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Tambaram’s Gandhi Park set for green makeover

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The Hindu             10.02.2014

Tambaram’s Gandhi Park set for green makeover

A nine-feet-wide walkers’ path with lights is ready at the park —Photo: G. Krishnaswamy
A nine-feet-wide walkers’ path with lights is ready at the park —Photo: G. Krishnaswamy

One of the oldest landmarks in Tambaram municipal limits, the sprawling Gandhi Park in East Tambaram, is set for a new look soon.

Walkers’ pathway and cascades apart, the park will get its central library back.

After being left neglected, despite a facelift some years ago, the park is now closed for renovation work. A senior official from the municipal administration and water supply department told The Hindu a tender has been floated to the tune of Rs. 23 lakh to complete the renovation.

Already, a nine-feet-wide walkers’ path, with lights, is ready. A sum of Rs. 50 lakh has been spent on various kinds of infrastructural work inside the park.

The new work schedule includes planting of ornamental plants and installation of a couple of cascades. The park will be ready for public use in a couple of months, said the official.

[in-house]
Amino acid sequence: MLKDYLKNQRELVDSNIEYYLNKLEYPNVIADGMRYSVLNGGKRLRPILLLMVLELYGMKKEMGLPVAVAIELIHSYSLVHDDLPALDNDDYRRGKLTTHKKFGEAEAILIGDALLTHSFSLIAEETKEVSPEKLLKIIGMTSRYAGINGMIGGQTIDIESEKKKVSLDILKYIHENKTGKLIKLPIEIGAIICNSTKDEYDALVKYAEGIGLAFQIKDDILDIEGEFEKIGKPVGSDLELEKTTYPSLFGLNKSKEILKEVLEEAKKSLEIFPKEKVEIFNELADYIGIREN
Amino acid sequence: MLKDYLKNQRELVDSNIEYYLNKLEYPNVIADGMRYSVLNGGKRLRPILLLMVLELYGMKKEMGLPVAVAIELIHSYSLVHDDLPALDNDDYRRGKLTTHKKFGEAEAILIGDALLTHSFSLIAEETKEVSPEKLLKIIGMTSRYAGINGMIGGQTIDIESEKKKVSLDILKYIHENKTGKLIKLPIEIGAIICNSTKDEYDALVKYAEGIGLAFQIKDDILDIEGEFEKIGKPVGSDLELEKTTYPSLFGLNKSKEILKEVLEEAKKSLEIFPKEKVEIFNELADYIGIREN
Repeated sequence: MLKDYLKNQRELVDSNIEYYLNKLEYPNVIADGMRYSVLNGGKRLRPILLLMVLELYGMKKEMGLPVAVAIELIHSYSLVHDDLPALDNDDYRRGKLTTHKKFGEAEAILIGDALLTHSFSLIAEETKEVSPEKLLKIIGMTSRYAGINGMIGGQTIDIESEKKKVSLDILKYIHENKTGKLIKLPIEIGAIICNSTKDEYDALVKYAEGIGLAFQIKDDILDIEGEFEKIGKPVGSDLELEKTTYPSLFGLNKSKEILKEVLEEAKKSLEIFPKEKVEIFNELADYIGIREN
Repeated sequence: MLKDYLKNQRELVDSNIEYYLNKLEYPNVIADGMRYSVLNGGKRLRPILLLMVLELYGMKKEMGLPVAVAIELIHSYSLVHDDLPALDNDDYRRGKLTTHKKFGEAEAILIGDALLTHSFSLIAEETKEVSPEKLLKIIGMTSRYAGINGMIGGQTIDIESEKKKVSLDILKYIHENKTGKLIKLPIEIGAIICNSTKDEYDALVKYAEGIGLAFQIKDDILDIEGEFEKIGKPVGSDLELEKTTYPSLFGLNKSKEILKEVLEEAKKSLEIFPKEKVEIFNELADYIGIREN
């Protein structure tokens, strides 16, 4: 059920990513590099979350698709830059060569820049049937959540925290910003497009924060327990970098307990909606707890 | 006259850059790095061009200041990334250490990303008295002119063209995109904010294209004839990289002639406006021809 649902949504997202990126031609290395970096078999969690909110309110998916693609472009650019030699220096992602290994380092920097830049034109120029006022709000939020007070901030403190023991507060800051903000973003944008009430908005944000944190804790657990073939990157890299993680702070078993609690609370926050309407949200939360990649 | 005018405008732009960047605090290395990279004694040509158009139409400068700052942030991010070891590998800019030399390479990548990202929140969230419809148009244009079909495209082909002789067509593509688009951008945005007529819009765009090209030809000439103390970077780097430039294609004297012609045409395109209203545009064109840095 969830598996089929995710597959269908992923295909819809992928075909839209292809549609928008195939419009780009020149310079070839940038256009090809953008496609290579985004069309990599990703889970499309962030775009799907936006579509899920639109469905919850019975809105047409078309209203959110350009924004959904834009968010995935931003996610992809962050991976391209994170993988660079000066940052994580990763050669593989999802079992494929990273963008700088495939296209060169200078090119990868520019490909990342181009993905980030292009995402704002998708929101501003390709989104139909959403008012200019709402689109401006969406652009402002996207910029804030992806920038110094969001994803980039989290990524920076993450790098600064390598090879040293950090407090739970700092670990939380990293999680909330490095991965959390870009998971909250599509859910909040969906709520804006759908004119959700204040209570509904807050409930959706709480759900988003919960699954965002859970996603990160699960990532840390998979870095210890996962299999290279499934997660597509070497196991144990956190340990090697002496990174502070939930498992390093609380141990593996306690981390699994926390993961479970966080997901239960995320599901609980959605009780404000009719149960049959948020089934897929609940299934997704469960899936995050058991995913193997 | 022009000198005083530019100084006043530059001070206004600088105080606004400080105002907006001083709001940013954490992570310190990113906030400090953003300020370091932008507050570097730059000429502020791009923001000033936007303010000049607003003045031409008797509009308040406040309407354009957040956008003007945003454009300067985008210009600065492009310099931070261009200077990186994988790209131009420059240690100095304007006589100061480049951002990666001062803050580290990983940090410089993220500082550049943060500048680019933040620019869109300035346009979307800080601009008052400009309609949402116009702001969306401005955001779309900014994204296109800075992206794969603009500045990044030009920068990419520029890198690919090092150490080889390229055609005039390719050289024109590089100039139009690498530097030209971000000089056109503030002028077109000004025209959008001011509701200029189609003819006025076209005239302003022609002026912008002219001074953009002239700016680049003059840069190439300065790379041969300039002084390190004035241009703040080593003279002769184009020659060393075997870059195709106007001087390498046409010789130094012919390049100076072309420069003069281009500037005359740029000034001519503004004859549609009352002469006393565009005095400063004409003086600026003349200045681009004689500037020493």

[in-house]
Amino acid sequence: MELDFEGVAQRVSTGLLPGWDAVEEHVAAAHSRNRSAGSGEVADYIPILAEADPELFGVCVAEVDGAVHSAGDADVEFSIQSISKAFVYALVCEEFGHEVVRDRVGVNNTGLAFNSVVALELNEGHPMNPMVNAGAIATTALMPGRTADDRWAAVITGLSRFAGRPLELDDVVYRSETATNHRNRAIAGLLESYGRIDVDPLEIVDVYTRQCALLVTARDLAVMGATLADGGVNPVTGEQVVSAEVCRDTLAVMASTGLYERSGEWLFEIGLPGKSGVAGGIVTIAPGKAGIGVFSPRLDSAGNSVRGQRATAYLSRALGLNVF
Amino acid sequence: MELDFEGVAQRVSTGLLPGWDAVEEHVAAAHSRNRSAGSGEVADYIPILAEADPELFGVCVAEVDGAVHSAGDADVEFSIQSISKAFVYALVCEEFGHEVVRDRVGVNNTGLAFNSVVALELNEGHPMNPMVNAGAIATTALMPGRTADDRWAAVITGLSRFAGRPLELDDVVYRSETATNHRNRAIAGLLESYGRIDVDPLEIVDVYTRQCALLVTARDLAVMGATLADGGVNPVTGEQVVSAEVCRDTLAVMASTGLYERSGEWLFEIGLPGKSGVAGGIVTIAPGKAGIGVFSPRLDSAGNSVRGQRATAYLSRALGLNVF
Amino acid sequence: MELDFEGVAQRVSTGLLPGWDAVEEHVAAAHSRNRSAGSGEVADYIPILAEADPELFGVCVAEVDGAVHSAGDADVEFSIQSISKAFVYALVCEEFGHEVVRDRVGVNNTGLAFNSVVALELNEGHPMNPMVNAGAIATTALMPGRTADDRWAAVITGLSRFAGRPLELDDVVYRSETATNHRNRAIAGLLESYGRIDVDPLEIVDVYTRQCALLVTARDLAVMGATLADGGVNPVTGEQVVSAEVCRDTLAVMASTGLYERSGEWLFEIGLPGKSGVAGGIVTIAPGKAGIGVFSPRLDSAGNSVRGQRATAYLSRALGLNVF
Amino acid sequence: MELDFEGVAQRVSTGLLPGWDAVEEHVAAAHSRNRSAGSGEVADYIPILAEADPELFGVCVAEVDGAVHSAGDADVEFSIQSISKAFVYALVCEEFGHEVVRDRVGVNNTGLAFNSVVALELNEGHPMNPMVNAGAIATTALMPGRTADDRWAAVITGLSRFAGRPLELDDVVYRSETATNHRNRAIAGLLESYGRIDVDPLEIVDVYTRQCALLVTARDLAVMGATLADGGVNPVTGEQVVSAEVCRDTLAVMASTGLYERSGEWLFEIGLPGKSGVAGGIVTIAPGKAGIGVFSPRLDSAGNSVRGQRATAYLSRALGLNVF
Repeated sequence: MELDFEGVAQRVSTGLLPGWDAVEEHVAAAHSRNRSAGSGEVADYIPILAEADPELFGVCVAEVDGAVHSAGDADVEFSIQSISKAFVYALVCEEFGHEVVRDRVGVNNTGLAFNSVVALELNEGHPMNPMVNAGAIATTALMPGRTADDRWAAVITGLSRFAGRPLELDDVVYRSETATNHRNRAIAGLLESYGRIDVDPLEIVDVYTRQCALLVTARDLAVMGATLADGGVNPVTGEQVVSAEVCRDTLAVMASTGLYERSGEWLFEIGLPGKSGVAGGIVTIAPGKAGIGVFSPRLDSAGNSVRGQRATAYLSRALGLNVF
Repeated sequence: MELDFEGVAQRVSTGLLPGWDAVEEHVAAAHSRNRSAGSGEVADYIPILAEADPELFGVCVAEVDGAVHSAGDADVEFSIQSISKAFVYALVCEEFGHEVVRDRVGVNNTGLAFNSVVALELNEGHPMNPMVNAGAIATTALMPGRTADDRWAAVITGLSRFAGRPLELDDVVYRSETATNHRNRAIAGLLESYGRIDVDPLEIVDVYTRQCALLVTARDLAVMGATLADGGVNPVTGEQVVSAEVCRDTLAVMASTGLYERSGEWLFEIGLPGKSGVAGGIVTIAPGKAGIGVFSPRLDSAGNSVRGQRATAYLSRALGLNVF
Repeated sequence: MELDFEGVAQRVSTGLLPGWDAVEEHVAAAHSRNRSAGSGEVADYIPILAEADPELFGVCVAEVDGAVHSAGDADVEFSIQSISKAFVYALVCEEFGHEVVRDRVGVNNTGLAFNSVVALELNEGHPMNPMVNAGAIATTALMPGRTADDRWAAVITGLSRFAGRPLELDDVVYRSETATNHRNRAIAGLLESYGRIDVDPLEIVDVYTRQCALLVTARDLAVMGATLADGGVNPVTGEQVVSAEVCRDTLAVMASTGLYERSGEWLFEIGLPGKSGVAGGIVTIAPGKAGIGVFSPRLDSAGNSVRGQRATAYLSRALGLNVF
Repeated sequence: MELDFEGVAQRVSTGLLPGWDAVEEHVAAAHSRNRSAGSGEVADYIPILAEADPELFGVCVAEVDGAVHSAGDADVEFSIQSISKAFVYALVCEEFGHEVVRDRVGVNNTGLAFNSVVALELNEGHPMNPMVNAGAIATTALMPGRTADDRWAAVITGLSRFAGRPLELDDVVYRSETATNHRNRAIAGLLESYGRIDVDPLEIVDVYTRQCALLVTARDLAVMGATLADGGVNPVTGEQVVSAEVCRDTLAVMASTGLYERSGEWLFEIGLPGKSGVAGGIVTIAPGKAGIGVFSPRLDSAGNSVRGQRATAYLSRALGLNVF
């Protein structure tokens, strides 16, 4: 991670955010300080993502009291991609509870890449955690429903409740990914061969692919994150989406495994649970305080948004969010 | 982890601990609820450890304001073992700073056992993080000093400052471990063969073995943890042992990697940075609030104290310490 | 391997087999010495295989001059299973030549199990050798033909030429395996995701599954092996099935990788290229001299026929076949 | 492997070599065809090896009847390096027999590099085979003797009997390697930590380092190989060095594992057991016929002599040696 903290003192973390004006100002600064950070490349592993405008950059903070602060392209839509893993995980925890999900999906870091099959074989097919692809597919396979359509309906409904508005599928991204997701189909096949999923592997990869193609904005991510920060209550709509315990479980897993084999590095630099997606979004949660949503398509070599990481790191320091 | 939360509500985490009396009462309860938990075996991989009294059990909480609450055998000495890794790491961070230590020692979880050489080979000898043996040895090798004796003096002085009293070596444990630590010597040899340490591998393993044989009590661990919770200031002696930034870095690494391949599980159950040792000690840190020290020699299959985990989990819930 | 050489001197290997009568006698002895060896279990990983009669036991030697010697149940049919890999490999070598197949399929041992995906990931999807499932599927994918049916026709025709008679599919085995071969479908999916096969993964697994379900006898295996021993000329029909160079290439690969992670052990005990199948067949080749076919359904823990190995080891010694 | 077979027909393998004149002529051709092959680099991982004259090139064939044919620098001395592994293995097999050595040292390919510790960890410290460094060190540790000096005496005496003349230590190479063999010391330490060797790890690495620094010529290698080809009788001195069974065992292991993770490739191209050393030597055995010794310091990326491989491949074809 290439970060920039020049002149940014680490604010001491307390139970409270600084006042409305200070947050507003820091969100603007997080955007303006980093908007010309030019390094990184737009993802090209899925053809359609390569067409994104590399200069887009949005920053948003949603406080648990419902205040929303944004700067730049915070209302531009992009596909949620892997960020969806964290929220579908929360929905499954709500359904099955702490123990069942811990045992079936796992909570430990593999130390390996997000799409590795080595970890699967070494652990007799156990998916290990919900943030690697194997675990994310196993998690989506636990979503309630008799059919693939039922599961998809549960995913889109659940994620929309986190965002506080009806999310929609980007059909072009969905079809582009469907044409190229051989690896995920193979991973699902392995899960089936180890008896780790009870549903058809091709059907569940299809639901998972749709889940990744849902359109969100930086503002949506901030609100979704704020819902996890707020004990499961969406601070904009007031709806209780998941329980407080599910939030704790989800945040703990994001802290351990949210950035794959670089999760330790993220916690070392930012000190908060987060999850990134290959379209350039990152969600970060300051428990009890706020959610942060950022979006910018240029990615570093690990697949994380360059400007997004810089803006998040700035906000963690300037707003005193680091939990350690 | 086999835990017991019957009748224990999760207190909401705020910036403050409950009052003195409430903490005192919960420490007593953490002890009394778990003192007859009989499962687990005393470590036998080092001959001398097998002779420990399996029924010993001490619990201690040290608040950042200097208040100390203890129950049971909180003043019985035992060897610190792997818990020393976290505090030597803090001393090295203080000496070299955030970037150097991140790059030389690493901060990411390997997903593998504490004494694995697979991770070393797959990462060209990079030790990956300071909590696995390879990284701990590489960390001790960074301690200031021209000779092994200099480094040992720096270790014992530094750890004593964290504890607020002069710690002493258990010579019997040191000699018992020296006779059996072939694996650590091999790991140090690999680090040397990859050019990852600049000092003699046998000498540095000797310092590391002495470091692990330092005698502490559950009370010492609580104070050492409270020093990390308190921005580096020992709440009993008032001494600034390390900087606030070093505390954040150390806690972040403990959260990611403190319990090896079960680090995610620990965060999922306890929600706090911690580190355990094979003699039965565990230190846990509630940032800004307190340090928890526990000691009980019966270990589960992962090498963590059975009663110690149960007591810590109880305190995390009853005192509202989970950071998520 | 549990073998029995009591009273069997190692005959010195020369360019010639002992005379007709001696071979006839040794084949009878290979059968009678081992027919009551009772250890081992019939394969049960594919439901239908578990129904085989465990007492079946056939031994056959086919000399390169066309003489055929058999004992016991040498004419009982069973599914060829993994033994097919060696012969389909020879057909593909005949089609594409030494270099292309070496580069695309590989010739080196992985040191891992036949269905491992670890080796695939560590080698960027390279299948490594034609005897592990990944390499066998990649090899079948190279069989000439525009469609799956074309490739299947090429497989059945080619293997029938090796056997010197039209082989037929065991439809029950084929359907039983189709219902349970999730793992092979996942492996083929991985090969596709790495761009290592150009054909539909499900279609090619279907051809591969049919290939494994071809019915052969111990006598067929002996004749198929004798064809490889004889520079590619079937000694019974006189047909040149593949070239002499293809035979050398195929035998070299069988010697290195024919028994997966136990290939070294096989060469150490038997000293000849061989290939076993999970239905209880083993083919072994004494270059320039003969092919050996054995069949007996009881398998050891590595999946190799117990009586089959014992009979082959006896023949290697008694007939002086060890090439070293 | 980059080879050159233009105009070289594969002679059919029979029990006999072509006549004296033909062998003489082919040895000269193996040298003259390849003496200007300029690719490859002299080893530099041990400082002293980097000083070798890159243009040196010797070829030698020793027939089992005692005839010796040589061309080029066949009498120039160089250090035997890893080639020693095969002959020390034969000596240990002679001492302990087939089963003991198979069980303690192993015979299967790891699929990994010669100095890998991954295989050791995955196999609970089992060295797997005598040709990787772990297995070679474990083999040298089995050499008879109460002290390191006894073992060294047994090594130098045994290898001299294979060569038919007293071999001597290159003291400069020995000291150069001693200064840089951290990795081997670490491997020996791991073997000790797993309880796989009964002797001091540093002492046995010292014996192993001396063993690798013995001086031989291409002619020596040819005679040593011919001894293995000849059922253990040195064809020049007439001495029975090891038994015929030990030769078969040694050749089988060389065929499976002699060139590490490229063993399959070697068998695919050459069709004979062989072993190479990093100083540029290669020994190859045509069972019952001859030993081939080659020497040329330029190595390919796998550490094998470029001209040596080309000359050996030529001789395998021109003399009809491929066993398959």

A library building, in the central portion of the park, has been built at a cost of Rs. 26 lakh. “The earlier library was inaugurated by Lourdammal Simon, the then local administration minister, in 1957. The new facility will provide users with more space and lot of study materials,” said V. Nagarajan, a senior citizen from Kambar Street, East Tambaram.

The single-storey building will be able to accommodate more than 50 readers at a time and will have 30,000 books and magazines.

Over the past year or so, the local body has attached a lot of importance to development of parks that have been neglected for many years, the official said. Improvement works are going on in a few parks and more such open spaces will be developed, he said.

Besides carrying out improvement work, the municipal administration should ensure the park is maintained properly, residents said. The timings should be regulated.

The park should be open only for a few hours in the morning and evening and should be kept locked the rest of the day, they said.

 

Community kitchen work in full swing

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The Hindu               17.01.2013

Community kitchen work in full swing

Staff Reporter

Residents to get gas 24X7; around 73 families to benefit

In about a month or two, the residents of Kamarajar Nagar at Edayarpalayam may not have to buy firewood or kerosene to fuel the stove. They can take their vessels and cereals, spices and other stuff to the community kitchen, which the Coimbatore Corporation is constructing at present.

According to sources, the civic body is constructing a kitchen with 16 stoves that will be fuelled with gas from the nearby biogas plant.

The biogas plant uses human waste from the nearby public convenience facility.